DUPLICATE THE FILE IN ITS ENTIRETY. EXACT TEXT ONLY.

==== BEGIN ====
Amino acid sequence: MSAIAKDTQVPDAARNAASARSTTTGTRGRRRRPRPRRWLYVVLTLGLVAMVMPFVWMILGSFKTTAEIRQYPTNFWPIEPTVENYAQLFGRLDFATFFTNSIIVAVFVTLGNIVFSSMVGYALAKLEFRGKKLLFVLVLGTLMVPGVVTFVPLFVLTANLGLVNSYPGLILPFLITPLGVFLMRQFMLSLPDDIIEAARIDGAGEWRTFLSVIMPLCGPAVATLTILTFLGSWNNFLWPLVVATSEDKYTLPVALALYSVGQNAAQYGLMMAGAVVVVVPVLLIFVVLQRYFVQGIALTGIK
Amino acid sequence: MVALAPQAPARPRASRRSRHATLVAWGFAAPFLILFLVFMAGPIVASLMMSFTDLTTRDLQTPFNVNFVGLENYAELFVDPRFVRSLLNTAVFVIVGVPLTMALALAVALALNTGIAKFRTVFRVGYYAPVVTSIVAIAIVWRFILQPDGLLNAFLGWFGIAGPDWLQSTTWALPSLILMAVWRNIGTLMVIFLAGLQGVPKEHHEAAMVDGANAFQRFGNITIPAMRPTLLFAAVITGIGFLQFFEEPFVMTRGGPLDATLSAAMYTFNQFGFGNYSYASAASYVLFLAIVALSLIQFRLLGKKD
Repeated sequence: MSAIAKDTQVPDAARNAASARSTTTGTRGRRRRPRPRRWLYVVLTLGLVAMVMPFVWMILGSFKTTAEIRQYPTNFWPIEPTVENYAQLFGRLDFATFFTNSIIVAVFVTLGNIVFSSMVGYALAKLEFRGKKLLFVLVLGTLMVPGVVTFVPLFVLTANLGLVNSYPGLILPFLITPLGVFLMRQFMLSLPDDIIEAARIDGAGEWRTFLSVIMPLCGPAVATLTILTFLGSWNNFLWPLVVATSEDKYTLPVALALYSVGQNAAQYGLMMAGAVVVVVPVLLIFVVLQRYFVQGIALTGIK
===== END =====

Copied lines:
Amino acid sequence: MSAIAKDTQVPDAARNAASARSTTTGTRGRRRRPRPRRWLYVVLTLGLVAMVMPFVWMILGSFKTTAEIRQYPTNFWPIEPTVENYAQLFGRLDFATFFTNSIIVAVFVTLGNIVFSSMVGYALAKLEFRGKKLLFVLVLGTLMVPGVVTFVPLFVLTANLGLVNSYPGLILPFLITPLGVFLMRQFMLSLPDDIIEAARIDGAGEWRTFLSVIMPLCGPAVATLTILTFLGSWNNFLWPLVVATSEDKYTLPVALALYSVGQNAAQYGLMMAGAVVVVVPVLLIFVVLQRYFVQGIALTGIK
Amino acid sequence: MVALAPQAPARPRASRRSRHATLVAWGFAAPFLILFLVFMAGPIVASLMMSFTDLTTRDLQTPFNVNFVGLENYAELFVDPRFVRSLLNTAVFVIVGVPLTMALALAVALALNTGIAKFRTVFRVGYYAPVVTSIVAIAIVWRFILQPDGLLNAFLGWFGIAGPDWLQSTTWALPSLILMAVWRNIGTLMVIFLAGLQGVPKEHHEAAMVDGANAFQRFGNITIPAMRPTLLFAAVITGIGFLQFFEEPFVMTRGGPLDATLSAAMYTFNQFGFGNYSYASAASYVLFLAIVALSLIQFRLLGKKD
Repeated sequence: MSAIAKDTQVPDAARNAASARSTTTGTRGRRRRPRPRRWLYVVLTLGLVAMVMPFVWMILGSFKTTAEIRQYPTNFWPIEPTVENYAQLFGRLDFATFFTNSIIVAVFVTLGNIVFSSMVGYALAKLEFRGKKLLFVLVLGTLMVPGVVTFVPLFVLTANLGLVNSYPGLILPFLITPLGVFLMRQFMLSLPDDIIEAARIDGAGEWRTFLSVIMPLCGPAVATLTILTFLGSWNNFLWPLVVATSEDKYTLPVALALYSVGQNAAQYGLMMAGAVVVVVPVLLIFVVLQRYFVQGIALTGIK